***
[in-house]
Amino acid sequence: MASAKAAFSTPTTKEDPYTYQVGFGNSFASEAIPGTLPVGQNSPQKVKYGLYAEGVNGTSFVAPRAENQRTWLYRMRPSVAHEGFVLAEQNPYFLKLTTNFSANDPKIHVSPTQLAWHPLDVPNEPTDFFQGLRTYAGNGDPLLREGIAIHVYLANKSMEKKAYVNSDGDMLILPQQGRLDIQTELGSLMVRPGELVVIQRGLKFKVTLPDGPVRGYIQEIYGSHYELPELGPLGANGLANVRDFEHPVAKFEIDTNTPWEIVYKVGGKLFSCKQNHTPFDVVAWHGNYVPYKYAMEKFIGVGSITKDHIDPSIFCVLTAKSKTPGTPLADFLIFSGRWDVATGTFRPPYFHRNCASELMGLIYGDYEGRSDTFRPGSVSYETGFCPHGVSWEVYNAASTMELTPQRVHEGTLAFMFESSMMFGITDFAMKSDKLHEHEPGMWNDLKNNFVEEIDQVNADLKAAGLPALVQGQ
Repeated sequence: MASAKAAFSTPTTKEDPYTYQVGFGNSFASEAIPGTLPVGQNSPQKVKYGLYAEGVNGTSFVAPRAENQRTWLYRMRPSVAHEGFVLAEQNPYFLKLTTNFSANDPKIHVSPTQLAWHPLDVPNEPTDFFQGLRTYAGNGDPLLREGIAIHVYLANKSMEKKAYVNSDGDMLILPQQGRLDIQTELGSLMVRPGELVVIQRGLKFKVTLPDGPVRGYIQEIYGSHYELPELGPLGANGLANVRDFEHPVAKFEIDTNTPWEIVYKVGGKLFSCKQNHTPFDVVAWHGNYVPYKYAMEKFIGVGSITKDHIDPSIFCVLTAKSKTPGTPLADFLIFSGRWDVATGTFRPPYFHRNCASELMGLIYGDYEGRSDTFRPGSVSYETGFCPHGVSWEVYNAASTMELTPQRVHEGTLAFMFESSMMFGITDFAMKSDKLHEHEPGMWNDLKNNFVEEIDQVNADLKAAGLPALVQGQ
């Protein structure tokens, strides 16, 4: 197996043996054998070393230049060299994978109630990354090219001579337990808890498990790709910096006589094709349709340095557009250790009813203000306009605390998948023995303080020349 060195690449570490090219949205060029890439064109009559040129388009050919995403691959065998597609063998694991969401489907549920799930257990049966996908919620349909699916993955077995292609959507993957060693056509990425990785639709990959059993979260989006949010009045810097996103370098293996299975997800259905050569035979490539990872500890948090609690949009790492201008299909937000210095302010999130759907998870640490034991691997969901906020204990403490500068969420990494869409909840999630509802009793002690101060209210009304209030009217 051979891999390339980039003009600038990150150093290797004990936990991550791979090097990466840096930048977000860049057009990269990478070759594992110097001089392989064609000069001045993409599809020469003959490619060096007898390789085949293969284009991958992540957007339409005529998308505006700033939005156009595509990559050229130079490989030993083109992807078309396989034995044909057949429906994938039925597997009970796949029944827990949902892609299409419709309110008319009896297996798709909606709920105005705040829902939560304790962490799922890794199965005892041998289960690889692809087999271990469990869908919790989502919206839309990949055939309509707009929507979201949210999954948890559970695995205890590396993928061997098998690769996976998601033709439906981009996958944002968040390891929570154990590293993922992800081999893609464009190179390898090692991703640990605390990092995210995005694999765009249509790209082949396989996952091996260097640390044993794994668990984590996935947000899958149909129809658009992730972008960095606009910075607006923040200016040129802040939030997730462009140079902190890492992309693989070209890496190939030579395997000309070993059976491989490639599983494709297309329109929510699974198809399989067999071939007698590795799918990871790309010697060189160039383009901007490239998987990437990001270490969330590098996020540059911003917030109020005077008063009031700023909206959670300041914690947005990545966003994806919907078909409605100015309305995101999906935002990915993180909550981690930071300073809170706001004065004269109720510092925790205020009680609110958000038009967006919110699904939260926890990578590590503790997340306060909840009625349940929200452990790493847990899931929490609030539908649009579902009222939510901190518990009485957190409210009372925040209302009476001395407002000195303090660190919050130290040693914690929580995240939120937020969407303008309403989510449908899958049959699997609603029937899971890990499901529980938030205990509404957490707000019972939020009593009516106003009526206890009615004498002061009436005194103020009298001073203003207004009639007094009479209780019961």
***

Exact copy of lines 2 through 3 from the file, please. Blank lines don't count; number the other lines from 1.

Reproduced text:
Amino acid sequence: MASAKAAFSTPTTKEDPYTYQVGFGNSFASEAIPGTLPVGQNSPQKVKYGLYAEGVNGTSFVAPRAENQRTWLYRMRPSVAHEGFVLAEQNPYFLKLTTNFSANDPKIHVSPTQLAWHPLDVPNEPTDFFQGLRTYAGNGDPLLREGIAIHVYLANKSMEKKAYVNSDGDMLILPQQGRLDIQTELGSLMVRPGELVVIQRGLKFKVTLPDGPVRGYIQEIYGSHYELPELGPLGANGLANVRDFEHPVAKFEIDTNTPWEIVYKVGGKLFSCKQNHTPFDVVAWHGNYVPYKYAMEKFIGVGSITKDHIDPSIFCVLTAKSKTPGTPLADFLIFSGRWDVATGTFRPPYFHRNCASELMGLIYGDYEGRSDTFRPGSVSYETGFCPHGVSWEVYNAASTMELTPQRVHEGTLAFMFESSMMFGITDFAMKSDKLHEHEPGMWNDLKNNFVEEIDQVNADLKAAGLPALVQGQ
Repeated sequence: MASAKAAFSTPTTKEDPYTYQVGFGNSFASEAIPGTLPVGQNSPQKVKYGLYAEGVNGTSFVAPRAENQRTWLYRMRPSVAHEGFVLAEQNPYFLKLTTNFSANDPKIHVSPTQLAWHPLDVPNEPTDFFQGLRTYAGNGDPLLREGIAIHVYLANKSMEKKAYVNSDGDMLILPQQGRLDIQTELGSLMVRPGELVVIQRGLKFKVTLPDGPVRGYIQEIYGSHYELPELGPLGANGLANVRDFEHPVAKFEIDTNTPWEIVYKVGGKLFSCKQNHTPFDVVAWHGNYVPYKYAMEKFIGVGSITKDHIDPSIFCVLTAKSKTPGTPLADFLIFSGRWDVATGTFRPPYFHRNCASELMGLIYGDYEGRSDTFRPGSVSYETGFCPHGVSWEVYNAASTMELTPQRVHEGTLAFMFESSMMFGITDFAMKSDKLHEHEPGMWNDLKNNFVEEIDQVNADLKAAGLPALVQGQ